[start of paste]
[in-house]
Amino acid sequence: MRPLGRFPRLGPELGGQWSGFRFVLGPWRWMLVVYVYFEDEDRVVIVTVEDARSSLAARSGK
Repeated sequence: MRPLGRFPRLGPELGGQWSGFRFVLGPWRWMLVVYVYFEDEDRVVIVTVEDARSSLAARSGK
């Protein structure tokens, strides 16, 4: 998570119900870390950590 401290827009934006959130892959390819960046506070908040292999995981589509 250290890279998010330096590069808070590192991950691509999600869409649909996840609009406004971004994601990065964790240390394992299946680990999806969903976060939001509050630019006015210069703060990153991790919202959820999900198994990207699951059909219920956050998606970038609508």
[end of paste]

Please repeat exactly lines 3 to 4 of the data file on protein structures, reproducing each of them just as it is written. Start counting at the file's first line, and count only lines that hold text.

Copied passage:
Repeated sequence: MRPLGRFPRLGPELGGQWSGFRFVLGPWRWMLVVYVYFEDEDRVVIVTVEDARSSLAARSGK
């Protein structure tokens, strides 16, 4: 998570119900870390950590 401290827009934006959130892959390819960046506070908040292999995981589509 250290890279998010330096590069808070590192991950691509999600869409649909996840609009406004971004994601990065964790240390394992299946680990999806969903976060939001509050630019006015210069703060990153991790919202959820999900198994990207699951059909219920956050998606970038609508």